Micron’s stock price has risen continuously since the company’s earnings report on June 25. An 18.1% rise from June 25 to June 28, prior to the announcement of the Japan-Korea trade issue on July 1, another 7.2% between July 1 to July 9 prior to the announcement of Senior Notes on July 10, and 7.6% to market close on July 12 (the time of this writing). This step-wise growth is shown in Chart 5.
Each of these three steps has contributed to the 32.7% increase in MU’s stock price since the market closed prior to its earnings call. As I noted in a September 1, 2018, Seeking Alpha article entitled “Why Is The Stock Market So Smitten With Micron’s Announced $3 Billion Chip Plant?” there has been a direct correlation between MU’s stock price and DRAM ASP. I refer readers to Chart 2 of that article, which shows data from January 2015 and May 2018.
In Chart 6, I extended that analysis through June 2019, and again we see a correlation between DRAM ASP and stock price.
Chart 6 – Source: The Information Network
New data suggest that this correlation is continuing into July, and the increase in MU’s stock price once again correlations with DRAM ASP. Chart 7 shows DRAMeXchange’s DXI index, which incorporates prices for 1, 2, and 4Gb DDR3 and 4, 8Gb DDR4. The turnaround according to the chart, occurred 14 days after June 24 on the axis. So, the upturn in DXI came about July 8.
Each of these three steps in Chart 5 has contributed to the 32.7% increase in MU’s stock price since the market closed prior to its earnings call. How much of a contribution to stock price the misconception that the Japan-Korea trade embargo has beyond the July 1 step is unclear. What is clear is that the drop in MU (stock price and ASPs) may have reached a bottom.
I expect two more knee-jerk reactions when Samsung and SK Hynix announce Q2 earnings releases on July 31 and July 25, respectively.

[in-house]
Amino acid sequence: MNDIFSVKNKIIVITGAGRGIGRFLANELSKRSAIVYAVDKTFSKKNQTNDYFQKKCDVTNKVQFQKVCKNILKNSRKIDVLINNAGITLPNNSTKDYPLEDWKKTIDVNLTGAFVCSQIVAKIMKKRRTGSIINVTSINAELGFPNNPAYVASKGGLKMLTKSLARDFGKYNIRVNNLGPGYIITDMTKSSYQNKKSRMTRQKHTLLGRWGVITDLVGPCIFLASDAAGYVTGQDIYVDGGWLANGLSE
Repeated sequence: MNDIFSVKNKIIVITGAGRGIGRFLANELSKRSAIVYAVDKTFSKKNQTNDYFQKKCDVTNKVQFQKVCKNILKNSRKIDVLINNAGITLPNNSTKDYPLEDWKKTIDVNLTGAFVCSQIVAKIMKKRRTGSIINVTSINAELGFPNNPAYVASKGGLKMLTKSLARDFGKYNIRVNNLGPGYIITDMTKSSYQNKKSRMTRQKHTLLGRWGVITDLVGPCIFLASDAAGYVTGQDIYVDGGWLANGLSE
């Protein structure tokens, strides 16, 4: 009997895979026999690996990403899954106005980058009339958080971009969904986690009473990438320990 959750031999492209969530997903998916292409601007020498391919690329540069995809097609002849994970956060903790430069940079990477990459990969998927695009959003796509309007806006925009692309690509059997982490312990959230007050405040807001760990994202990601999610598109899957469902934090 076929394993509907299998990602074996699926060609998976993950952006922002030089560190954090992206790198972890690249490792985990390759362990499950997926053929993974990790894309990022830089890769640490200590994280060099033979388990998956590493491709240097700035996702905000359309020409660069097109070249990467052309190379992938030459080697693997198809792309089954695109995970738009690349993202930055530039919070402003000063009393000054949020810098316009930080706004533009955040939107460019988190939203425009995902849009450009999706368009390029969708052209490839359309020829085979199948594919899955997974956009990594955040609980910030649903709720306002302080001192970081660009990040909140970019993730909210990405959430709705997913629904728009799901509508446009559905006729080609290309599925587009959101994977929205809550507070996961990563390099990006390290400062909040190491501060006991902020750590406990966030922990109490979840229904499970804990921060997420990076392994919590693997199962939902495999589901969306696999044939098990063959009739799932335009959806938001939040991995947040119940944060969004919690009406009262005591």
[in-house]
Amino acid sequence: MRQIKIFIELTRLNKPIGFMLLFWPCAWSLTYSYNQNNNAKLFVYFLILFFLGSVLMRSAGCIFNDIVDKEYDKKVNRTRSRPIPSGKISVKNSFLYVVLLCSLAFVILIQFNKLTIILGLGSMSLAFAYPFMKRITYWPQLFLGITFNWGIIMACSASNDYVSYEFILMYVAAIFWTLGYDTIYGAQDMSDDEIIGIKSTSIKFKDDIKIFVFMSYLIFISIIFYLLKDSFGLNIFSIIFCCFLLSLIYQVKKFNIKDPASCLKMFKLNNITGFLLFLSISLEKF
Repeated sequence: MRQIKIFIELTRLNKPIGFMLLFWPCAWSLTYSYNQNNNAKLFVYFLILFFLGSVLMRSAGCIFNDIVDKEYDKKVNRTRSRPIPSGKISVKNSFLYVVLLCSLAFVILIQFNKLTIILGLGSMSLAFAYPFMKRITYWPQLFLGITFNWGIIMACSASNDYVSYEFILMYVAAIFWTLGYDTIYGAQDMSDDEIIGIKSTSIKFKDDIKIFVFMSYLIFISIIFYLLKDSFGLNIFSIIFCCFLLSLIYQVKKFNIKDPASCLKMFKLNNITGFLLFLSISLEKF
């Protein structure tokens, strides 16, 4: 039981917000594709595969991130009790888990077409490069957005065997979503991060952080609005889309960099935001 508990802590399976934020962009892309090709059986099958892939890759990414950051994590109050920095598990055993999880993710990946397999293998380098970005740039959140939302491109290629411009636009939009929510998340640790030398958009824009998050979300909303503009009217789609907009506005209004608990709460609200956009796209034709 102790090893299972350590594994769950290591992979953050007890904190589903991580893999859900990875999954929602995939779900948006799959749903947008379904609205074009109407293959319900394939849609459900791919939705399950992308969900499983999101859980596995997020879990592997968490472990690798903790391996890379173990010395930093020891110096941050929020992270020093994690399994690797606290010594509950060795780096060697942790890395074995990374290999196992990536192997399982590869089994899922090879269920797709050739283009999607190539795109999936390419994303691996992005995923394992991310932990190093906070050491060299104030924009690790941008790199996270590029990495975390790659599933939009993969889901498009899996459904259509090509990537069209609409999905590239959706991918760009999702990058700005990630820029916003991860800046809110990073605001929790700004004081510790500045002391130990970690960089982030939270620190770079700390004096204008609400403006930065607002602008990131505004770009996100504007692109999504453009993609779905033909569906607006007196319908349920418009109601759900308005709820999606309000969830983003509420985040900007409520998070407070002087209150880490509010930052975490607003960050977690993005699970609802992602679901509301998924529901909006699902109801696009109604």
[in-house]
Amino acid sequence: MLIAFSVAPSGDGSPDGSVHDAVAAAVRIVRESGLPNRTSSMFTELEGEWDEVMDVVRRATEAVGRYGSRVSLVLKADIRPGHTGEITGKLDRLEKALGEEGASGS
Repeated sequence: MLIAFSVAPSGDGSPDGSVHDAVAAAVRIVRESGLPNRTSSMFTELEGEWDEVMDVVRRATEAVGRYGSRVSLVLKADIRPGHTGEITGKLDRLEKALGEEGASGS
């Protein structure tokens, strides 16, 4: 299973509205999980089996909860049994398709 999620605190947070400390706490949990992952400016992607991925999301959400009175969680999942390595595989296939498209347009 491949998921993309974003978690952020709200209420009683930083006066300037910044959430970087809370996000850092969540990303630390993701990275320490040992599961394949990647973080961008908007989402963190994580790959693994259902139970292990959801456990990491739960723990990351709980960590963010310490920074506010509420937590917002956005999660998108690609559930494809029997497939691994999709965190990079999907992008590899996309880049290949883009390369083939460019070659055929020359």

There is one caveat to my analysis that MU would not benefit from this trade war. The restrictions put on Korea can backfire on Japan. Countermeasures could be initiated by Korea by increasing prices or tariffs on the sale of memory chips to Japan, benefiting MU as well as the nascent Chinese memory market.
A Wakeup Call to Korea
This trade war serves as a warning call to the Koreans. They have a minimal home-grown supply chain. When the U.S. created a semiconductor industry decades ago, along with it giants in the equipment and materials supply chain sprang up. As the semiconductor industry production industry subsequently moved to Japan to meet Japanese company’s horizontally integrated demand (e.g., Sony made TVs, but also made chips for their products), they too initiated a supply chain of equipment and materials suppliers that grew to become giants in the industry. Taiwan next became a manufacturing powerhouse with foundry production of ICs, but they have essentially no supply chain of equipment and materials suppliers. Next came the migration to Korea in memory chips. A small but growing supply chain of Korean equipment suppliers, primarily deposition, has been established for memory and display production. Their materials supply chain, as I discussed above, has come about largely from joint ventures with non-Korean suppliers. Now that China is becoming a powerhouse in ICs and display, they are building infrastructure and have an extensive supply chain of small but growing equipment and materials companies. This is detailed in our report entitled “Mainland China’s Semiconductor and Equipment Markets: Analysis and Manufacturing Trends.”
Disclosure: I/we have no positions in any stocks mentioned, and no plans to initiate any positions within the next 72 hours. I wrote this article myself, and it expresses my own opinions. I am not receiving compensation for it (other than from Seeking Alpha). I have no business relationship with any company whose stock is mentioned in this article.